Rookie MLA from Rankin Inlet learns the ropes at Nunavut legislature

“I really hope to produce on these promises I’ve made to Rankin"


Rankin Inlet South MLA Alexander Sammurtok said his constituents' most common questions are about how to access government programs. (PHOTO BY SARAH ROGERS)

Rankin Inlet South MLA Alexander Sammurtok said his constituents’ most common questions are about how to access government programs. (PHOTO BY SARAH ROGERS)

RANKIN INLET — If airports are important meeting places for Nunavummiut travelling through the territory, the airport in Rankin Inlet has become the site of a welcome home party for Alexander Sammurtok.

When the new MLA for Rankin Inlet South returned home from the latest session of the legislative assembly in Iqaluit last week, he couldn’t believe the reception he received at the airport.

“There were so many people who wanted to shake my hand,” he laughed. “It’s a good experience, you feel welcome.”

At 60, Sammurtok is an unlikely rookie to politics, and maybe even more so considering how he won his riding.

After ending in a dead heat with incumbent Lorne Kusugak following the territorial election last fall, Sammurtok won the riding by 43 votes in a by-election this past February.

He represents the community alongside Rankin Inlet North-Chesterfield Inlet MLA Tom Sammurtok, his uncle.

Over the last four months, Sammurtok has had to learn the ropes, from caucus orientation, opening a constituency office in Rankin Inlet and navigating the legislative assembly in Iqaluit.

“The first session was a learning experience,” he said. “But this last spring session, that’s when I started to go with the flow.”

His favourite part: questioning ministers in the house.

“I really started to enjoy that,” he said. “A lot of the time the ministers don’t expect the questions, so they really start scrambling around for answers.”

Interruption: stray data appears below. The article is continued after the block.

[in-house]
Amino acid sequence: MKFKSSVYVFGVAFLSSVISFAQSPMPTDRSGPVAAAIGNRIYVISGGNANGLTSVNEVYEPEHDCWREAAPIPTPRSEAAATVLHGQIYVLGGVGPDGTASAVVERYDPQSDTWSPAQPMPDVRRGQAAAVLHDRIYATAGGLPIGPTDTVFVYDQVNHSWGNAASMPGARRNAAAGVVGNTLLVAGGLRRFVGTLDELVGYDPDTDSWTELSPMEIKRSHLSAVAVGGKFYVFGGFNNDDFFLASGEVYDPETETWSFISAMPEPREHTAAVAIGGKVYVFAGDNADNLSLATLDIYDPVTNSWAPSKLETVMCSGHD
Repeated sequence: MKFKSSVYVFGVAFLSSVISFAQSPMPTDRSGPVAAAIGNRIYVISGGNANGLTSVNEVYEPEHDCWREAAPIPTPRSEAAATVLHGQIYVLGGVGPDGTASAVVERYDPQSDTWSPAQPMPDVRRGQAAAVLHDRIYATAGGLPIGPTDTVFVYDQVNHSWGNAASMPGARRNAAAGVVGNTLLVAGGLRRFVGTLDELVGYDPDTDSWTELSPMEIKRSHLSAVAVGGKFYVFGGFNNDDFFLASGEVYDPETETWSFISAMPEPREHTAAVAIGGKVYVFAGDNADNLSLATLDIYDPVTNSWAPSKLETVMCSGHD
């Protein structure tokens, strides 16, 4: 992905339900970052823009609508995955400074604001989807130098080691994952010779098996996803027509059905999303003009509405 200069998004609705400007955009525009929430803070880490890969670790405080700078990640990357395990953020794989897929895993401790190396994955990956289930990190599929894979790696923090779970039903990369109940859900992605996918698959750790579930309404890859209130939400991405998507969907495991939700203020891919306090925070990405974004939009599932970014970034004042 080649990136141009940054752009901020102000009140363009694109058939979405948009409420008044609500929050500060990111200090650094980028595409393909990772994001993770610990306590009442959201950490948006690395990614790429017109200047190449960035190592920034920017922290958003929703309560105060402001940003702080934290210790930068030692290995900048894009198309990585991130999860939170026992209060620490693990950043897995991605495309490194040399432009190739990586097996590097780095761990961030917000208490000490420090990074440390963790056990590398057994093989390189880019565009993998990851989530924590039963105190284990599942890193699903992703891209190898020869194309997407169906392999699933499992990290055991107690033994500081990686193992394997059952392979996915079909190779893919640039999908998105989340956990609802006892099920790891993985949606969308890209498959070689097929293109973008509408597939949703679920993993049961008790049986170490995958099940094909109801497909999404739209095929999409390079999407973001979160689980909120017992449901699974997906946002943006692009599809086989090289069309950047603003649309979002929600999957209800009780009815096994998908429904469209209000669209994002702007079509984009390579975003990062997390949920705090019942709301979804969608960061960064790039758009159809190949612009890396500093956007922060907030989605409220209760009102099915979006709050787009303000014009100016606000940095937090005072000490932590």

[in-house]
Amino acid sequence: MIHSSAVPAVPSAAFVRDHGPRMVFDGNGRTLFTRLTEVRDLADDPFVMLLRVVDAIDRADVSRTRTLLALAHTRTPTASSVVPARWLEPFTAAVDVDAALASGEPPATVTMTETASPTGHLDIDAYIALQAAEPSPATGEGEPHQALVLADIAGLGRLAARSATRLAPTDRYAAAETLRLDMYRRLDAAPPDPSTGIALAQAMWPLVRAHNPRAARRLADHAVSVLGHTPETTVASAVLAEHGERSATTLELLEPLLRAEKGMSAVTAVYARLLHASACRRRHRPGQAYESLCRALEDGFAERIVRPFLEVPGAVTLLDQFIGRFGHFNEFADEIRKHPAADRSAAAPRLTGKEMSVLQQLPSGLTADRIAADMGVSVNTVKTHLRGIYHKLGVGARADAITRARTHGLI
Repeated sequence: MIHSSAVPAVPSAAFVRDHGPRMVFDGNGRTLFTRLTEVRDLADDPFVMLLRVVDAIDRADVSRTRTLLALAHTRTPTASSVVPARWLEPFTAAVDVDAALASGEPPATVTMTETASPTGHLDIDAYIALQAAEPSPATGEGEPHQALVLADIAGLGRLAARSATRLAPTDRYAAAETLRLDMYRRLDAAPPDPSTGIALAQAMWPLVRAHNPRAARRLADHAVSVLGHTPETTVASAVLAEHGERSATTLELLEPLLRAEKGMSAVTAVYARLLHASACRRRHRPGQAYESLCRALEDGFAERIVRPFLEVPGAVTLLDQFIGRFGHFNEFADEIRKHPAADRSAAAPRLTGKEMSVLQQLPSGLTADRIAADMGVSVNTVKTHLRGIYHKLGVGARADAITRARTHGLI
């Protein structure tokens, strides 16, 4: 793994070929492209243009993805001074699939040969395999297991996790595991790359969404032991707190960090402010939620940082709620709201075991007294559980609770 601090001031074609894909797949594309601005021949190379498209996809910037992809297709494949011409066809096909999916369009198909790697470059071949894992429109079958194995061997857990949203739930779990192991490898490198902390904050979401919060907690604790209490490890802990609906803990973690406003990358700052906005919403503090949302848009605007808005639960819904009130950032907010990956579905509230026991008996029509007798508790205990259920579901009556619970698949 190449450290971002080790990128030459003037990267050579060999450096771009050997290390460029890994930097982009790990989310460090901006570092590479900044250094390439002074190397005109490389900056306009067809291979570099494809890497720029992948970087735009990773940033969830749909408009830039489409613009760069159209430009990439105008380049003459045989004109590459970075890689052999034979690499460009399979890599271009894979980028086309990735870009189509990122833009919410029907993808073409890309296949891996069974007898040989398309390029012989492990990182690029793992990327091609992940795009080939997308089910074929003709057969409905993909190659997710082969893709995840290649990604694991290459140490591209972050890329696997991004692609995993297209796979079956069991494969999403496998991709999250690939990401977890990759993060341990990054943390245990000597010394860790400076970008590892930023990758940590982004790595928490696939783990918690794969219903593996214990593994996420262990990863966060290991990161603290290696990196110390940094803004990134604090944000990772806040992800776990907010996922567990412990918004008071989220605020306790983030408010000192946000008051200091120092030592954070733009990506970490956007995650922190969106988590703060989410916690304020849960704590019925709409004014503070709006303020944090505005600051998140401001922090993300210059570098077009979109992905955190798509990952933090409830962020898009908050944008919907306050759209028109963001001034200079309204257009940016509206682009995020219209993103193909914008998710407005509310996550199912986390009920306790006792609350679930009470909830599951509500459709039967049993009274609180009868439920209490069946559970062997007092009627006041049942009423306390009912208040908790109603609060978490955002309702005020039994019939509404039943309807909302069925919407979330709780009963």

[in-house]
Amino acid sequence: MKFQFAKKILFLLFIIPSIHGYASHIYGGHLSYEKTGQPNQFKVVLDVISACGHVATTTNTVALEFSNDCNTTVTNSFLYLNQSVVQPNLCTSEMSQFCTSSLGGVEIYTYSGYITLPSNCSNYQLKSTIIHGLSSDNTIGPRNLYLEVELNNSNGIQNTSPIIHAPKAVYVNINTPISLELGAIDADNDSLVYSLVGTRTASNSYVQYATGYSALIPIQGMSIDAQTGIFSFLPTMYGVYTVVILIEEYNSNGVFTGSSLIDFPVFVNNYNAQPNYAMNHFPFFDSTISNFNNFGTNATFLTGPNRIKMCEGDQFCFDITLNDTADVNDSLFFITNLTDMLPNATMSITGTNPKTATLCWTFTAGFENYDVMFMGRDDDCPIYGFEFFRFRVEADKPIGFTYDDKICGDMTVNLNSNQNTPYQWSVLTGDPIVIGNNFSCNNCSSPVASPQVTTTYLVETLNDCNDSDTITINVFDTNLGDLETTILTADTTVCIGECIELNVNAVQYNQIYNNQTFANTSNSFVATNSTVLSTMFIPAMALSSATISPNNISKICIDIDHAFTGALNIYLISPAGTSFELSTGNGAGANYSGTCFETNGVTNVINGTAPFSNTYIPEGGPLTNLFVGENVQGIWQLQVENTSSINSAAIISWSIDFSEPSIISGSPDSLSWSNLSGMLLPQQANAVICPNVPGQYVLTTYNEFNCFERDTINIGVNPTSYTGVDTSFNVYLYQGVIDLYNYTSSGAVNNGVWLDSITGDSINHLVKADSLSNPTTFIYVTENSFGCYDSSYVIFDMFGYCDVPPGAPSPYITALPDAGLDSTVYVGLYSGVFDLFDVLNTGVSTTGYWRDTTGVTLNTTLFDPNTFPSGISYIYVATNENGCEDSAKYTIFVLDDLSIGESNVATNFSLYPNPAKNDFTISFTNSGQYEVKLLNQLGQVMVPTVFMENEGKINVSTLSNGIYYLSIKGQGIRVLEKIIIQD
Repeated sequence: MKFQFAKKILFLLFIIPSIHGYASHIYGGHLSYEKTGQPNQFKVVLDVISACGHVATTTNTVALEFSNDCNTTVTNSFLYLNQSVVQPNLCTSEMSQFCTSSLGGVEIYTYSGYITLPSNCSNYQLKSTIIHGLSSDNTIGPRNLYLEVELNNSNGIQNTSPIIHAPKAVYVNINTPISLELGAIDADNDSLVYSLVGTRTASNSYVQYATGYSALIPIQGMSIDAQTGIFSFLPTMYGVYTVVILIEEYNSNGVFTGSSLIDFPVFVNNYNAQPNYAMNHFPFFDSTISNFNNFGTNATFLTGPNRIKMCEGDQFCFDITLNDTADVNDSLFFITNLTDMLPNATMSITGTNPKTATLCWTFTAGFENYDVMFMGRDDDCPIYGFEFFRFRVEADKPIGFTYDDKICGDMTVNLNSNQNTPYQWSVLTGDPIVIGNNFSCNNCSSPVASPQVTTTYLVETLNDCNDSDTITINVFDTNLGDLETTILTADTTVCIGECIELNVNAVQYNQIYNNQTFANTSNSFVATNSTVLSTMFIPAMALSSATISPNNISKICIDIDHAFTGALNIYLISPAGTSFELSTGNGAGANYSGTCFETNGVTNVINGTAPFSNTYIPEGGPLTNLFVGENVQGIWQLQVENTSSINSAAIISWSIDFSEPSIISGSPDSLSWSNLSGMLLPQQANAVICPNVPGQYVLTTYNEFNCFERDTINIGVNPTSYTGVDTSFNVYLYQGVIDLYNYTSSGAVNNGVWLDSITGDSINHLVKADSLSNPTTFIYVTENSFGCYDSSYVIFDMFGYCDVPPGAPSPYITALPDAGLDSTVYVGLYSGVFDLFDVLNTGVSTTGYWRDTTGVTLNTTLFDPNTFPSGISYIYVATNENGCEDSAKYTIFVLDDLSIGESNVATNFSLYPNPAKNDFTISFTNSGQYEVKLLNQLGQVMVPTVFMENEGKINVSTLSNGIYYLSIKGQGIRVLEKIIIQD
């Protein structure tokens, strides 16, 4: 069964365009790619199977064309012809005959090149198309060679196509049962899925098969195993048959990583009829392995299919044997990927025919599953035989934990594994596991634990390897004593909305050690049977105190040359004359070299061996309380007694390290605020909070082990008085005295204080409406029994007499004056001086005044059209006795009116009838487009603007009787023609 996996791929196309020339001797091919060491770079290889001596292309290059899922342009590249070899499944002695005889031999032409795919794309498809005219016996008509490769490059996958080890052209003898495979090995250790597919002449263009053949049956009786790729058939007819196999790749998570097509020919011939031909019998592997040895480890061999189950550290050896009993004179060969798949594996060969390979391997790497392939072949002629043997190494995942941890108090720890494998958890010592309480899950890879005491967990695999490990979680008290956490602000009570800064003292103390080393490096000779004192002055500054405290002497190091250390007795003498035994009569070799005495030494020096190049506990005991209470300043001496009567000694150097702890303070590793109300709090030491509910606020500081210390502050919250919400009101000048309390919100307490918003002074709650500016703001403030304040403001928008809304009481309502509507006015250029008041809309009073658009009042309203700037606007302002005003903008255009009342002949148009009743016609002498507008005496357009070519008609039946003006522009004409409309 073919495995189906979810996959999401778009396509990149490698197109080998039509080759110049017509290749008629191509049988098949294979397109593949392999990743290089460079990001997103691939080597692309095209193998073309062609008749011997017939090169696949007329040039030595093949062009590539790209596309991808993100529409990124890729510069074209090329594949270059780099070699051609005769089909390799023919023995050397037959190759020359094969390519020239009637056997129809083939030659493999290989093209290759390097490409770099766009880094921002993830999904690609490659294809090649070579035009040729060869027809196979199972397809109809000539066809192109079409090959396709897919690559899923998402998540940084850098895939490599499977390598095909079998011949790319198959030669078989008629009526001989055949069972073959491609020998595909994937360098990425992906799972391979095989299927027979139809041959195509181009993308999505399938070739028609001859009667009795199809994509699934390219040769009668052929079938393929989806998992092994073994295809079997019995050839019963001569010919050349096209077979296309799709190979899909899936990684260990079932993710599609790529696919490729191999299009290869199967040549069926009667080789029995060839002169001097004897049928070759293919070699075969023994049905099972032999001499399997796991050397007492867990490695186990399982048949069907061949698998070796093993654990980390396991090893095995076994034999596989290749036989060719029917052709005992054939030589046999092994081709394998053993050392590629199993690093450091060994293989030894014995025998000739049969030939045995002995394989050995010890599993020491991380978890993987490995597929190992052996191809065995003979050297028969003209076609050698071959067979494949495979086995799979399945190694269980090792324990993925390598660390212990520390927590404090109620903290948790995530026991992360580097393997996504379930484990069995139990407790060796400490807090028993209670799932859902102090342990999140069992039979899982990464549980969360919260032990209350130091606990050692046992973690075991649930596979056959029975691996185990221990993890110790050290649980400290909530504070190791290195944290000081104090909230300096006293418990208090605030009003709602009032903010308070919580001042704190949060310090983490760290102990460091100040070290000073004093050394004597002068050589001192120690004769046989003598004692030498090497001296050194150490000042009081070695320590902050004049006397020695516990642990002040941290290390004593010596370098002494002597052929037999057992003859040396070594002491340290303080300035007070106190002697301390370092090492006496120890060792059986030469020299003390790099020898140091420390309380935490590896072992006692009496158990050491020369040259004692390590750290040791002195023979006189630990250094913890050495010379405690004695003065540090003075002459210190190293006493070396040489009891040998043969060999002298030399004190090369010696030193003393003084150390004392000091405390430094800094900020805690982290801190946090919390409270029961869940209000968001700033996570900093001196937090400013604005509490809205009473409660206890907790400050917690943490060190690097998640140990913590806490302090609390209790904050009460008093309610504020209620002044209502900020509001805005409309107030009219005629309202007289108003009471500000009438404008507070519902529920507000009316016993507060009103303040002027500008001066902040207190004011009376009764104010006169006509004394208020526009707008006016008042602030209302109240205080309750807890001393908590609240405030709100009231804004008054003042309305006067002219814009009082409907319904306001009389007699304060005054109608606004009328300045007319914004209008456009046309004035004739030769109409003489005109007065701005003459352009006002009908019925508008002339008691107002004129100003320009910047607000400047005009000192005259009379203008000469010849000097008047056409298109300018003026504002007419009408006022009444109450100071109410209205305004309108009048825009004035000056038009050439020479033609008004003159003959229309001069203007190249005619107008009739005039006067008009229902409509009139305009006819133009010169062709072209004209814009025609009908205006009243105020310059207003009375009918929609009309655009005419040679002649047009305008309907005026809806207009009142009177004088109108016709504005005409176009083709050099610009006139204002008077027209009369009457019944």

But as he’s learned, asking a question doesn’t guarantee an answer. One of the issues Sammurtok has been pushing is to re-open the Rankin Inlet group home that closed last year.

While it was open, the centre housed children living with mental and physical handicaps who came from communities across the Kivalliq.

“A lot of people were surprised it closed,” Sammurtok said. “From what I was told, some children were returned to their natural families, but many were put in homes in the South. And that’s been hard on their families who won’t be able to see them for a long time.”

Fellow Iqaluit-Niaqunnguu MLA Pat Angnakak put a similar question to Nunavut ministers this part winter, when she asked why an Iqaluit youth home stopped serving special needs children last fall.

While some of those children were transferred to another facility in Iqaluit, many of them were also moved to southern facilities.

Iqaluit and Chesterfield are the only two communities in the territory with operating children’s youth homes, although the Government of Nunavut will put out a request for proposals this month for an operator to re-open and run the Cambridge Bay group home.

“If they can do it there, I can’t see any reason why they can’t do it in other regions,” Sammurtok said.

One of the more common questions Sammurtok is asked by constituents while he’s at home is about how to gain access to certain government programs and social assistance.

Another of his goals is to secure the Government of Nunavut’s support for a 24-hour care facility for elders in Rankin Inlet.

Currently, the community has a home care program, which provides nursing and housekeeping services for elders in their homes.

But Sammurtok said the community needs its own facility dedicated to the care of seniors, where elders have access to care around the clock, in a more communal setting.

“I really hope to produce on these promises I’ve made to Rankin people,” he said. “These ideas don’t come from me — this is all what people have told me they want to see. And I hope their wishes come true.”

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